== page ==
Our final stop was at the ancient Canterbury Abbey, home to St Augustine in the mission which established Christianity in Britain, dating to the 6th century CE. It fell victim to Henry the VIII’s dissolution of the monasteries in the 1530s, alluded to by Shakespeare in the highlighted line of the sonnet below, and fell into ruin. It was subsequently rebuilt as a royal palace, a poorhouse, a gaol and a school, before lapsing again into ruin.
This concludes our trip to Canterbury and Margate of a month ago (!) Click any of the images to see all of them full-sized.
Sonnet 73 By William Shakespeare
That time of year thou mayst in me behold When yellow leaves, or none, or few, do hang Upon those boughs which shake against the cold, Bare ruin’d choirs, where late the sweet birds sang. In me thou see’st the twilight of such day As after sunset fadeth in the west, Which by and by black night doth take away, Death’s second self, that seals up all in rest. In me thou see’st the glowing of such fire That on the ashes of his youth doth lie, As the death-bed whereon it must expire, Consum’d with that which it was nourish’d by. This thou perceiv’st, which makes thy love more strong, To love that well which thou must leave ere long.
Back in the High Street, we visited the Beaney House of Art & Knowledge. While in America we tend to revere the Magna Carta (statues of them above) for expanding the rights of the people, in fact, the Barons were wresting power from the King with no regard for the ‘people,’ beyond their own right to exploit them.
Once again, I confronted a museum mirror, this one with a sign encouraging photography adjacent. What else could I do? Click any of the pictures to see them all big.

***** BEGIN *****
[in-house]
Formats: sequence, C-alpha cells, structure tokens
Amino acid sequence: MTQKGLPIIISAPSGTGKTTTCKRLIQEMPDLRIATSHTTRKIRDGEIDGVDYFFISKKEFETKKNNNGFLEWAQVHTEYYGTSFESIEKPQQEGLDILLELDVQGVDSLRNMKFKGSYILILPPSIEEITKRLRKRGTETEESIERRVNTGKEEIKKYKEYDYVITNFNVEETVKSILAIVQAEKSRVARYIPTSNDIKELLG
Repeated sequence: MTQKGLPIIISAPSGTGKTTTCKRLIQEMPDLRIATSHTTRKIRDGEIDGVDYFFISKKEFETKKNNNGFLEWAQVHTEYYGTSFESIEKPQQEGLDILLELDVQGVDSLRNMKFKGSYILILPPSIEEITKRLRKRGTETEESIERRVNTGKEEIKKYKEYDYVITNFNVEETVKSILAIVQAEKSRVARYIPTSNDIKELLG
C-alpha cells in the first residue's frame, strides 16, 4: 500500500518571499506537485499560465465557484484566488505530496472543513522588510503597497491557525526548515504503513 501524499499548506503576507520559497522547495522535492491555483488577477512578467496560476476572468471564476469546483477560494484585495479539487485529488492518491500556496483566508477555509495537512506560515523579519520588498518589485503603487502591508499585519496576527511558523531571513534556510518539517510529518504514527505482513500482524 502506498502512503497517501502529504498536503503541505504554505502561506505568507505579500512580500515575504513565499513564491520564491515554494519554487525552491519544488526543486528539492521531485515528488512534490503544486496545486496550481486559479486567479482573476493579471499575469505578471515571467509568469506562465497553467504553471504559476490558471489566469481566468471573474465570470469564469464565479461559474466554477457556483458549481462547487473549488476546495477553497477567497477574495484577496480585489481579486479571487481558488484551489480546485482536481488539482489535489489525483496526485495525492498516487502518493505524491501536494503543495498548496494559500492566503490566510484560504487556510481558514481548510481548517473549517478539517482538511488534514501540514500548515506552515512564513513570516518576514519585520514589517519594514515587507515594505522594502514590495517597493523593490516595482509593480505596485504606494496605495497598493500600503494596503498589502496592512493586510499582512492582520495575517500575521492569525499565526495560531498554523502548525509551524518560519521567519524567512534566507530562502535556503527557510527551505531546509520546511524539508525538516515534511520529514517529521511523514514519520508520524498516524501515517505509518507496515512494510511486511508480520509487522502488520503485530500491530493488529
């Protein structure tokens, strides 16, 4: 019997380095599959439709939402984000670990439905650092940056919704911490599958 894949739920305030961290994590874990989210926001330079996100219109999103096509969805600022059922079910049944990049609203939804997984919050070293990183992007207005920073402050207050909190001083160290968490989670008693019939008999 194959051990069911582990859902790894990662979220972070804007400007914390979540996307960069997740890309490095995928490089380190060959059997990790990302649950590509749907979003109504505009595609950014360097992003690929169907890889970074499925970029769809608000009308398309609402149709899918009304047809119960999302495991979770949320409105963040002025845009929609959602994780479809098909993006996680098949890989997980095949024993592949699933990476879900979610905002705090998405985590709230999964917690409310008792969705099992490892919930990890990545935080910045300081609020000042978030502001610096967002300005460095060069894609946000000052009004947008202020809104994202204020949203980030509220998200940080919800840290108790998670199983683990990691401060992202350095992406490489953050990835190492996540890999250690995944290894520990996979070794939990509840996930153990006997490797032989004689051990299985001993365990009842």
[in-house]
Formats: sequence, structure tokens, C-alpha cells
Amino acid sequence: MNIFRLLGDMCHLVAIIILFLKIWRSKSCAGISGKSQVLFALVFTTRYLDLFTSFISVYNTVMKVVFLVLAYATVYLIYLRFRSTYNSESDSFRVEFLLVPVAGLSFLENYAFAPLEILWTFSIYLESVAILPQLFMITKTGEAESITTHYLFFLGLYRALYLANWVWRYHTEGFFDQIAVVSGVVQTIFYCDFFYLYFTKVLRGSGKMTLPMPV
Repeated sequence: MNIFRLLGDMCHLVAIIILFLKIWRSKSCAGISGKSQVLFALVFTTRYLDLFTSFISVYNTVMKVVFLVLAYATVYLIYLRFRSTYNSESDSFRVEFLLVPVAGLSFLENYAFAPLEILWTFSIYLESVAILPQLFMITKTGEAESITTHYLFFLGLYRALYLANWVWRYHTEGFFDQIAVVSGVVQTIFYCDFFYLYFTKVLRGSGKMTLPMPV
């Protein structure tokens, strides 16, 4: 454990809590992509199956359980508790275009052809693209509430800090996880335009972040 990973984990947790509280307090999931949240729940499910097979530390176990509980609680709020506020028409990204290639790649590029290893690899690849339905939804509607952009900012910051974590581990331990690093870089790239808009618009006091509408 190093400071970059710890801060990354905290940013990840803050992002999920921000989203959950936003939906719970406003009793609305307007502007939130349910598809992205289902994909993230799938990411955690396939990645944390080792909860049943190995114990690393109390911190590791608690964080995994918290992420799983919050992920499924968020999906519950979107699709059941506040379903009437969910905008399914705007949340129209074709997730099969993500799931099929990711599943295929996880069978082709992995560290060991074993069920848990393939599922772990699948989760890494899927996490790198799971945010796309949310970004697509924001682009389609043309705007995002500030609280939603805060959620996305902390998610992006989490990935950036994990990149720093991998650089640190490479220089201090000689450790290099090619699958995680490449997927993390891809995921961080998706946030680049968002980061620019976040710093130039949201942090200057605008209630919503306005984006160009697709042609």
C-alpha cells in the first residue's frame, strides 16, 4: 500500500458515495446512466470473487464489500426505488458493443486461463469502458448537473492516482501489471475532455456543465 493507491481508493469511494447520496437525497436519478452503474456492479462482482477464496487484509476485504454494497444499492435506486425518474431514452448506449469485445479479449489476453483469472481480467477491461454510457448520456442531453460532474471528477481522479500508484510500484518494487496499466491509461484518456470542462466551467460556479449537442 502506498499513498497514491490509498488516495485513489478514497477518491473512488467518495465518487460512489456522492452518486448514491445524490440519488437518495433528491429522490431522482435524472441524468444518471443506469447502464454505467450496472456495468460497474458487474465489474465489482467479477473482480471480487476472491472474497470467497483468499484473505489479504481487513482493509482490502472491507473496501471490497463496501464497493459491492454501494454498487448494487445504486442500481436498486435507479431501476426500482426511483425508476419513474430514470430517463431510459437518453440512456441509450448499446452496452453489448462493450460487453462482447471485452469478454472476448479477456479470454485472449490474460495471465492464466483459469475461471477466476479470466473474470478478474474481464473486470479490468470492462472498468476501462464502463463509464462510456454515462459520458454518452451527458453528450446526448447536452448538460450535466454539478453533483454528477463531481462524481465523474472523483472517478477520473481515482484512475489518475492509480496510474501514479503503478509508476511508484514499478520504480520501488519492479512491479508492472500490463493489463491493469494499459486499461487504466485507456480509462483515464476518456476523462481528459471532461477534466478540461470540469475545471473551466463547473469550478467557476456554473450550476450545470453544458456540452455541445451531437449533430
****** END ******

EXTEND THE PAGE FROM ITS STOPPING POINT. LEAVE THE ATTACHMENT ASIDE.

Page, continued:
Next we walked down Church Ln to Stour St. Christopher (Kit) Marlowe was born in Canterbury (for an excellent historical novel, read Anthony Burgess’s A Dead Man in Deptford), passing through Beer Cart Ln by the Marlowe Kit to Greyfriars Gardens. Passing through the gardens we came out into St Peter’s Grove, a street that looks like all those English ’60s movies. Click any of the pictures to enlarge them all.
Continue anti-clockwise past the Dane John Mound we descended from the Roman Wall and came to the ruins of the Norman Castle which, unfortunately was in too tumble-down a state to approach so I had to be contented with this somewhat distant shot of the remains.
Continuing, we came to the Dane John Mound, top which sits the Dane John monument and from where you can look out at the gardens and across Canterbury to the cathedral. Click any image to see them all full-size.
The sea wall is made of chalk. We saw chalk drawings and writing all over and realized you could just pick up a chunk of chalk from where it had fallen from the wall and start drawing. (Click any image to see them all enlarged.)
Billed as the largest art space outside London, The Turner Contemporary (named for JMW Turner, the English landscape painter) was somewhat disappointing from the point of view of how much art there was to see. Here I’ve shown images that are mostly more about the space and the light than the exhibits. Click any image to see them all enlarged.
We arrived in Margate the first week of April, well out of the season so it was really empty, especially in the morning.
In my course we studied the difference between images and pictures, things and objects, spaces and places; where the first item in each pair merely is, whereas the latter has some human significance or meaning.
A heterotopia, again according to Wikipedia, is a concept elaborated by philosopher Michel Foucault to describe certain cultural, institutional and discursive spaces that are somehow ‘other’: disturbing, intense, incompatible, contradictory or transforming. Heterotopias are worlds within worlds, mirroring and yet upsetting what is outside. In my limited experience of reading about heterotopia, the term is extremely elastic, not to say nebulous, in the way it’s thrown about in art criticism.